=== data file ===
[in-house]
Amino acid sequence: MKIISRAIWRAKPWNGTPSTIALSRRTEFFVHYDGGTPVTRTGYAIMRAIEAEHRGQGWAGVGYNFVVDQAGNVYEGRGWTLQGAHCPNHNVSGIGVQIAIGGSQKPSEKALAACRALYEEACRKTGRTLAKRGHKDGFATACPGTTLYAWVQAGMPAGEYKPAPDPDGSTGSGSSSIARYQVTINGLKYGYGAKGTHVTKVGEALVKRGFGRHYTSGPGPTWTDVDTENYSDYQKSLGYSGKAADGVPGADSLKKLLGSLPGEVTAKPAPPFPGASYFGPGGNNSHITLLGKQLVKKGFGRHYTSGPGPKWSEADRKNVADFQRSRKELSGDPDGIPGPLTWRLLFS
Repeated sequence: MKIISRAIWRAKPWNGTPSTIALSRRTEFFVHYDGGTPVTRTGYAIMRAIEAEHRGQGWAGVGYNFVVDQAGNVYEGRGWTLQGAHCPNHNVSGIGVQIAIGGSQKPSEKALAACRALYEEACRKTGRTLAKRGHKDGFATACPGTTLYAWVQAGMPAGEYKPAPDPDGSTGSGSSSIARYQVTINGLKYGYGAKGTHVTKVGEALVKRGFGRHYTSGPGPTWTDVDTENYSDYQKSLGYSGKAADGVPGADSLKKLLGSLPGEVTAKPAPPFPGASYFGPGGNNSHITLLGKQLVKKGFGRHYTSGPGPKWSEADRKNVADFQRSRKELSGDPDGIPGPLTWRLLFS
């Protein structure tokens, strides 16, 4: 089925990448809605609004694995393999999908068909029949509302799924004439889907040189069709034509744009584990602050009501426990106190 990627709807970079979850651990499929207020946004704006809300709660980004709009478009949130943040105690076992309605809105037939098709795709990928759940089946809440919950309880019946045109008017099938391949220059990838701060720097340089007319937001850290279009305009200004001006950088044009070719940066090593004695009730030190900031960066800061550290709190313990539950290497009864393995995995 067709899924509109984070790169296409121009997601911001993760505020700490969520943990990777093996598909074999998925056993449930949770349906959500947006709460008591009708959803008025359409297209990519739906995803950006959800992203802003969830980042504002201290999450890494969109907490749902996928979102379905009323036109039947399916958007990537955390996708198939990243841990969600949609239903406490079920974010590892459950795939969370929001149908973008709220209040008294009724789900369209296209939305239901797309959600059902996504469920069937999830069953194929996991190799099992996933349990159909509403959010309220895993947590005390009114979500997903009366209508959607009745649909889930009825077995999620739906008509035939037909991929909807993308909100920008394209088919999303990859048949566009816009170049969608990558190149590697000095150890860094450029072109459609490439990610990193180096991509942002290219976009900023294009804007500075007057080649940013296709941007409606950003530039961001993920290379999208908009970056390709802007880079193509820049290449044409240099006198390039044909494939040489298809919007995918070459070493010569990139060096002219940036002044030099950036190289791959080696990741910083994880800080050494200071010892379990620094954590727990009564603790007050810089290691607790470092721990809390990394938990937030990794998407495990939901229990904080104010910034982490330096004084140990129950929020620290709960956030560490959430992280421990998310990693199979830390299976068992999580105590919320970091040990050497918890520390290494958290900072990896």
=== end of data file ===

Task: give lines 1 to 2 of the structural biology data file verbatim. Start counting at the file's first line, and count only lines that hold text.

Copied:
[in-house]
Amino acid sequence: MKIISRAIWRAKPWNGTPSTIALSRRTEFFVHYDGGTPVTRTGYAIMRAIEAEHRGQGWAGVGYNFVVDQAGNVYEGRGWTLQGAHCPNHNVSGIGVQIAIGGSQKPSEKALAACRALYEEACRKTGRTLAKRGHKDGFATACPGTTLYAWVQAGMPAGEYKPAPDPDGSTGSGSSSIARYQVTINGLKYGYGAKGTHVTKVGEALVKRGFGRHYTSGPGPTWTDVDTENYSDYQKSLGYSGKAADGVPGADSLKKLLGSLPGEVTAKPAPPFPGASYFGPGGNNSHITLLGKQLVKKGFGRHYTSGPGPKWSEADRKNVADFQRSRKELSGDPDGIPGPLTWRLLFS